We’re going to bounce around a little bit in this column so that we can give you a couple of reminders and updates. First, as the warm weather has FINALLY graced us with its presence, it has brought the ticks with it. The South Jersey Regional Animal Shelter staff is seeing more and more of these pests on dogs coming into the shelter. With the uptick (no pun intended!) in tick-borne diseases, it is imperative for the health of your dog that you have him or her on a good external parasite preventative. Most external parasite treatments handle both fleas as well as ticks, and the fleas won’t be far behind. You can purchase the preventative treatments at the shelter, pet supply stores, vet offices and online. We always suggest that you consult with your veterinarian before starting treatment.
If you’ve been outdoors enjoying this nice weather, you also may have noticed all of the insects seem to have emerged overnight. I saw mosquitoes in my garden last week, which means your dog may be at risk of contracting heartworm disease if not on the preventative medication. Heartworm disease is fatal if not treated, but it’s easily preventable. You must take your dog to a veterinarian to get this medication, as it is not available over the counter.
Our foster homes are still filled with kittens who are not old enough to be placed in their permanent homes yet, and we are receiving more every day. We are always looking to recruit new foster homes and hope that you will consider learning about the impact you can have in saving the lives of pets in need by providing temporary care. Fostering can involve dogs or cats – whichever you are comfortable with – and may include an individual animal or a litter, according to your abilities. To learn about fostering, email our foster coordinator at firstname.lastname@example.org.Finally, the shelter’s low-cost vaccine clinics begin on May 19 and will be held from 9 a.m. to noon on the third Saturday of every month from now through October. Dogs and cats are welcome at the clinics. Dogs must be on short leashes with secure collars or harnesses. Cats MUST be in secure carriers. Rabies, distemper and Bordetella vaccines are available. If you want a three-year rabies vaccine, you must bring proof of the prior vaccine. Flea and tick preventatives are available at the clinics. We carry Provecta for dogs, which contains four monthly doses for $30; and Catego for cats, which contains three monthly doses for $35. Cash or credit cards are accepted. Our low-cost spay/neuter clinic is available every week; appointments can be made at the shelter or online. You can find us online at southjerseyregionalanimalshelter.org.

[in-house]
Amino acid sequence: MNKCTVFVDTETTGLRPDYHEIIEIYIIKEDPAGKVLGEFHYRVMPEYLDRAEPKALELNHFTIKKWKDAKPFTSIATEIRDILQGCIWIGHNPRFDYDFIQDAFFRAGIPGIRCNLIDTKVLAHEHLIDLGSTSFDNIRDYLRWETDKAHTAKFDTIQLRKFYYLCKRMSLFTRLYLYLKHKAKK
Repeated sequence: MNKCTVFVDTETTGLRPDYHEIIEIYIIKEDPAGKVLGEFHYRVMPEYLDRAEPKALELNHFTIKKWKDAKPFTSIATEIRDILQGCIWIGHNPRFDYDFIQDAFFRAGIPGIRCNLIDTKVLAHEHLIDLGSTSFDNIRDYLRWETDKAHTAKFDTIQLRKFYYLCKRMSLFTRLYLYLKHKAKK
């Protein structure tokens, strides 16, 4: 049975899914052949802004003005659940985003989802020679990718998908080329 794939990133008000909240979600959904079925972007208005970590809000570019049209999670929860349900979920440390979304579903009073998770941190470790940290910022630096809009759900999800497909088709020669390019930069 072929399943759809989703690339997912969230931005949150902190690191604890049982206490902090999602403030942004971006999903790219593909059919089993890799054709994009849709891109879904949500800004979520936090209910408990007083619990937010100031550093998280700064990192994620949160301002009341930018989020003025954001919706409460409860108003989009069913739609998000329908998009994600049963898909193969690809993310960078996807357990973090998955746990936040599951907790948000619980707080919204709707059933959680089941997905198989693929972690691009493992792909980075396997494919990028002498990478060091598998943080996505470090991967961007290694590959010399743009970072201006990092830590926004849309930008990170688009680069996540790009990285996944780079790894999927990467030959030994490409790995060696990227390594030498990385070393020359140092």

We have more exciting announcements from the Cumberland County Society for the Prevention of Cruelty to Animals. This past weekend, we featured the grand opening of the Kitten Nursery. If you didn’t get a chance to stop in, the nursery will remain set up throughout kitten season, so please stop in anytime! We also are continuing our Kitten Shower for donations and featuring our promotion in which if you adopt one cat or kitten you can adopt a second for free.This week’s exciting updates are for the dogs – literally. We have introduced two new exciting programs for our volunteers to share with our adoptable dogs: sleepovers and outings! The goal is to let our adoptable dogs shine in a new light. We know that what you see is not necessarily what you get when it comes to viewing dogs at the shelter. Adopters are making their initial (and most important) impressions of the dogs when they walk through the kennels and see them inside their cages. This is when the dogs are typically the most excited; and while jumping and barking are normal kennel-related behaviors, adopters often may think that the dog is out of control. Their excitement only escalates when they are picked to be taken out, and it can be hard for them to be on their best behavior for that extremely important first meeting with their potential family.
Taking the dogs out of the shelter environment is a great way to show them off and to decrease their stress. Outings are short-term trips in which a volunteer picks up a dog and takes him or her out for any amount of time. This may be a quick trip to the drive-thru on their lunch break, a walk through the park or a long ride in the car. We hope that community members will see the dogs out and about think of them as more than shelter dogs – they will see them as potential exercise partners, companions and family members. They will see their potential and hopefully be eager to take them home. Volunteers will act as adoption facilitators while they are out; anyone interested will be able to speak to the volunteer to learn more about the dog’s personality and the next step they would need to take to adopt. So if you see someone with an SPCA T-shirt or a dog with an “Adopt Me” vest, please don’t hesitate to say hello.